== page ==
Democratic voters do not want this race to end. Given the opportunity to hand the nomination to Barack Obama, they rallied behind Hillary Clinton and made sure the race would go on until -- at least -- April 22nd. So however burned out you feel, prepare for more debates, more Election Nights, more primary polls and more delegate counts. We are in this for the long haul.
There were two separate questions to be answered last night: First, would Clinton be able to survive and stay in the race? Second, would she be able to change the fundamentals of the race and win comfortably enough to get herself back in the nomination battle? The answer I offered yesterday to the latter -- more interesting -- question was that she needed "to triumph in Ohio by double-digits and win Texas comfortably enough to get a delegate lead (and probably win Rhode Island as well). A tall order for the New York Senator."
Incredibly enough, Hillary pulled that off: She won Ohio by 10%, posted an unlikely triumph in Rhode Island (by a margin bigger than in New York) and while she only won the Texas primary by 4%, she managed to pull out a delegate lead thanks to unexpectedly strong numbers in a handful of border districts where she managed to gain 3 out of 4 delegates. Boosted by those very strong results, the Clinton campaign powers on.
So this means that Clinton now has a stronger chance to become the Democratic nominee, right? Not so fast, things could never be that simple in this Democratic primary. Campaign Diaries's count prior to March 4th gave Obama a 148 pledged delegate lead. The compilation of yesterday's results shows that Clinton netted between 15 and 19 delegates -- without counting the Texas caucuses since results are still unknown at this hour. That's a much larger number than was expected, and credit goes to the Clinton campaign for having pulled that out. It is also the first Election Day in which Clinton nets a delegate gain (New Hampshire splits its delegates equally and Obama got one more in Nevada)! But those numbers also mean that Clinton was only able to cut into a very small fraction of Obama's overall lead.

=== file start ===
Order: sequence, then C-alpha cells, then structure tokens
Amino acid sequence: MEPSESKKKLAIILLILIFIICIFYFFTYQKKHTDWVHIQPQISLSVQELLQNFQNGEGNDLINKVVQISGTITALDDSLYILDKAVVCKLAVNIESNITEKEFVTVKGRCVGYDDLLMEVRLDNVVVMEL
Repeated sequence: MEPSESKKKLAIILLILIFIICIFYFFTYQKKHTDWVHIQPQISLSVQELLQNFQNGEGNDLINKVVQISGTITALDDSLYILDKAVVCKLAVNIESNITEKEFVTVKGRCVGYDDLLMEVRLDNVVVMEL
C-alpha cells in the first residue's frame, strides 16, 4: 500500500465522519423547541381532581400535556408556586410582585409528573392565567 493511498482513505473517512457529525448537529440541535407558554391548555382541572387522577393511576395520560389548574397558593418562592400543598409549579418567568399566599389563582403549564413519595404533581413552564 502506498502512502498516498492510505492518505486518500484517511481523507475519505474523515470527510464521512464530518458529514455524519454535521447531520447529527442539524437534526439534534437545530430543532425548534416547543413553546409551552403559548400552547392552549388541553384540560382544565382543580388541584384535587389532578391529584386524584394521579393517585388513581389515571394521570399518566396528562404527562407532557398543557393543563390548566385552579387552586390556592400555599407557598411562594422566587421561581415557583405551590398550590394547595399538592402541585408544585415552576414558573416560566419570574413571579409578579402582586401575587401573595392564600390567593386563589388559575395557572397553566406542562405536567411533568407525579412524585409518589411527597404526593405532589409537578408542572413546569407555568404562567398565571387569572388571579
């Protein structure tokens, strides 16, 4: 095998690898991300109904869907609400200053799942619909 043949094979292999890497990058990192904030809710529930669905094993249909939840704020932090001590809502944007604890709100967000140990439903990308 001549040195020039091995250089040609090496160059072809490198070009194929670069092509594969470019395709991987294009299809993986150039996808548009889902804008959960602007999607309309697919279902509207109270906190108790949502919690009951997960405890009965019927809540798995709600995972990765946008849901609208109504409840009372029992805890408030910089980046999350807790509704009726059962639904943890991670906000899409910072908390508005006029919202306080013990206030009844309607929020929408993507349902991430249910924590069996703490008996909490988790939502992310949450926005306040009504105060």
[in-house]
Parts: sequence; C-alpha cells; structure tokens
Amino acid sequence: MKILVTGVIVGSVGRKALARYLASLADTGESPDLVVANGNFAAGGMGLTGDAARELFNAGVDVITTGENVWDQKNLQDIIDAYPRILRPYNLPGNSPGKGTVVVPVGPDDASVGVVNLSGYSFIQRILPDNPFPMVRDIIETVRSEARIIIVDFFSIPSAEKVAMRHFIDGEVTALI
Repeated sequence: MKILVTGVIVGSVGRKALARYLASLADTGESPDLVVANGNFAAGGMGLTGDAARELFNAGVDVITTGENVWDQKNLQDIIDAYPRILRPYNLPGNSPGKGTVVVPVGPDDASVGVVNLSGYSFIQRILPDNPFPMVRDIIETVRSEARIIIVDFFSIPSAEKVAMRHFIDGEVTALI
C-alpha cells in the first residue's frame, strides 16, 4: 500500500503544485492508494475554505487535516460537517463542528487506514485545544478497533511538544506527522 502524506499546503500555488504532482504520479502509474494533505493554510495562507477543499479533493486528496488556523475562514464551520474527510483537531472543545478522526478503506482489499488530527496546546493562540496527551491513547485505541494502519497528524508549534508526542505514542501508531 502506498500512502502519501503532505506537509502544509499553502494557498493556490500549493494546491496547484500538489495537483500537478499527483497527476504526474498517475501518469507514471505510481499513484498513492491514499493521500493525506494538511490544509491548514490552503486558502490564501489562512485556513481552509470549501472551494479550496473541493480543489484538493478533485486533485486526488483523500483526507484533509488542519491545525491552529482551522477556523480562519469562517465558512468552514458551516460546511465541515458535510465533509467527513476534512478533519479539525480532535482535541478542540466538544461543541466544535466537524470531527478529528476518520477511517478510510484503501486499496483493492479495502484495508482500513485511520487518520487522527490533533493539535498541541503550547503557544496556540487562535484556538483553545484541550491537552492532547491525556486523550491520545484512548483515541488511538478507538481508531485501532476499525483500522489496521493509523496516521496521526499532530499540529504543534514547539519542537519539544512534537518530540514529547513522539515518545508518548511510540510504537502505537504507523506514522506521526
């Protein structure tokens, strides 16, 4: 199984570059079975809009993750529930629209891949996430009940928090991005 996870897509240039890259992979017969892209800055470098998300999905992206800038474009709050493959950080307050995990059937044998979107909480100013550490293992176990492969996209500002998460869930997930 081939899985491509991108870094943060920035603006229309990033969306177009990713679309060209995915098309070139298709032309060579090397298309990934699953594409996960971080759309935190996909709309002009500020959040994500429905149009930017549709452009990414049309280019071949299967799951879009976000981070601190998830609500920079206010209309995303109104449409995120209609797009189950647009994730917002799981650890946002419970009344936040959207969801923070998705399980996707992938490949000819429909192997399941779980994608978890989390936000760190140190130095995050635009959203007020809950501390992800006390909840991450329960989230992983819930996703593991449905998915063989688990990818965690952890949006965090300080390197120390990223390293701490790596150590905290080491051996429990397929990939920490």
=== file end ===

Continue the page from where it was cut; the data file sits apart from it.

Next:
The math is overwhelmingly against the Clinton campaign: They have to count on huge margins in all upcoming states (starting with Pennsylvania) and prevent falling behind in states that Obama is heavily favored in (such as Mississippi). Clinton simply does not have a path that gives her a pledged delegate lead right now. Now, the campaign will push for revotes in Florida and Michigan. Adding those states to the mix would give Clinton a reservoir of delegates to still be awarded, increasing her chances of cutting into Obama's lead.
This is what has made the Democratic contest into such a paradox: Mathematically speaking, Obama is the overwhelming favorite to win the nomination. But how can he convince superdelegates to join him and the party to coronate him without winning important occasions such as this? And on the other side we have Clinton, a candidate who is very unlikely to get the nomination but who can now press ahead with new-found momentum.